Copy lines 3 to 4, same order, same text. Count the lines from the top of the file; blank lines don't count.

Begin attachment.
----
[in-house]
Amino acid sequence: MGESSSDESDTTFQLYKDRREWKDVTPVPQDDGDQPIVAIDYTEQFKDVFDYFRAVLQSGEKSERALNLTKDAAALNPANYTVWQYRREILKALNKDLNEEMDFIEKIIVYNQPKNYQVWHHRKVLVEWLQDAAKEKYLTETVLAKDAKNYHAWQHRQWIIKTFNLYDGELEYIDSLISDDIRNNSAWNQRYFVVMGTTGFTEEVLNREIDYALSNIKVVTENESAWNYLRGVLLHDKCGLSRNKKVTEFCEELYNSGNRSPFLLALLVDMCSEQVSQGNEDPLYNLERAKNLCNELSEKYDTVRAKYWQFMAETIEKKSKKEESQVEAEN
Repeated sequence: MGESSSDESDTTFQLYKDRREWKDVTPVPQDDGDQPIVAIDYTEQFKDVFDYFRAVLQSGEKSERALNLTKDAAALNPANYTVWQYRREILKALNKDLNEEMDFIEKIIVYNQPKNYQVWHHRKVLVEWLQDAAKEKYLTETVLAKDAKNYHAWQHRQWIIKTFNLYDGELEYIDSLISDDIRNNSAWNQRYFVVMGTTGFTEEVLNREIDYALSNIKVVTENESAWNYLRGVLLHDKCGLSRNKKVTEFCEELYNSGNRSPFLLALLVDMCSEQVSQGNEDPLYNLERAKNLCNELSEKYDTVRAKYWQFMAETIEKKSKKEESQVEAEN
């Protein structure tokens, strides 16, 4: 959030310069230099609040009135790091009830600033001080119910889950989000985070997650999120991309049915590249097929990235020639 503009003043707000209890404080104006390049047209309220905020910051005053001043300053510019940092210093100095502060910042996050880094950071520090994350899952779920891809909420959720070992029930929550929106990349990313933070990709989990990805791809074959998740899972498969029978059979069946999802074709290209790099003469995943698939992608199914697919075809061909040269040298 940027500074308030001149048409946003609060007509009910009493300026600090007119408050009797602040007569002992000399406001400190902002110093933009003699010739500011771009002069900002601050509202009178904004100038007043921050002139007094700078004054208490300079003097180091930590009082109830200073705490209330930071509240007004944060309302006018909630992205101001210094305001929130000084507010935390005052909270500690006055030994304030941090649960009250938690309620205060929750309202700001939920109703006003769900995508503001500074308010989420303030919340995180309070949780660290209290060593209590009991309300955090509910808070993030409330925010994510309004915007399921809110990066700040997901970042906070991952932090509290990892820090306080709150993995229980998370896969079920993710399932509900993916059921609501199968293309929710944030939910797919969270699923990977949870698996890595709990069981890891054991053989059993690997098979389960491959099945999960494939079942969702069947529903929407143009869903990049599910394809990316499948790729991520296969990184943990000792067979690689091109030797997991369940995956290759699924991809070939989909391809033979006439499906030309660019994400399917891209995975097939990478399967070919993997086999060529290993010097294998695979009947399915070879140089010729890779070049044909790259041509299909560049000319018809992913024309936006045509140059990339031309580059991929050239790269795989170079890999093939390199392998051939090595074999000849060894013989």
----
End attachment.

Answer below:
Repeated sequence: MGESSSDESDTTFQLYKDRREWKDVTPVPQDDGDQPIVAIDYTEQFKDVFDYFRAVLQSGEKSERALNLTKDAAALNPANYTVWQYRREILKALNKDLNEEMDFIEKIIVYNQPKNYQVWHHRKVLVEWLQDAAKEKYLTETVLAKDAKNYHAWQHRQWIIKTFNLYDGELEYIDSLISDDIRNNSAWNQRYFVVMGTTGFTEEVLNREIDYALSNIKVVTENESAWNYLRGVLLHDKCGLSRNKKVTEFCEELYNSGNRSPFLLALLVDMCSEQVSQGNEDPLYNLERAKNLCNELSEKYDTVRAKYWQFMAETIEKKSKKEESQVEAEN
């Protein structure tokens, strides 16, 4: 959030310069230099609040009135790091009830600033001080119910889950989000985070997650999120991309049915590249097929990235020639 503009003043707000209890404080104006390049047209309220905020910051005053001043300053510019940092210093100095502060910042996050880094950071520090994350899952779920891809909420959720070992029930929550929106990349990313933070990709989990990805791809074959998740899972498969029978059979069946999802074709290209790099003469995943698939992608199914697919075809061909040269040298 940027500074308030001149048409946003609060007509009910009493300026600090007119408050009797602040007569002992000399406001400190902002110093933009003699010739500011771009002069900002601050509202009178904004100038007043921050002139007094700078004054208490300079003097180091930590009082109830200073705490209330930071509240007004944060309302006018909630992205101001210094305001929130000084507010935390005052909270500690006055030994304030941090649960009250938690309620205060929750309202700001939920109703006003769900995508503001500074308010989420303030919340995180309070949780660290209290060593209590009991309300955090509910808070993030409330925010994510309004915007399921809110990066700040997901970042906070991952932090509290990892820090306080709150993995229980998370896969079920993710399932509900993916059921609501199968293309929710944030939910797919969270699923990977949870698996890595709990069981890891054991053989059993690997098979389960491959099945999960494939079942969702069947529903929407143009869903990049599910394809990316499948790729991520296969990184943990000792067979690689091109030797997991369940995956290759699924991809070939989909391809033979006439499906030309660019994400399917891209995975097939990478399967070919993997086999060529290993010097294998695979009947399915070879140089010729890779070049044909790259041509299909560049000319018809992913024309936006045509140059990339031309580059991929050239790269795989170079890999093939390199392998051939090595074999000849060894013989």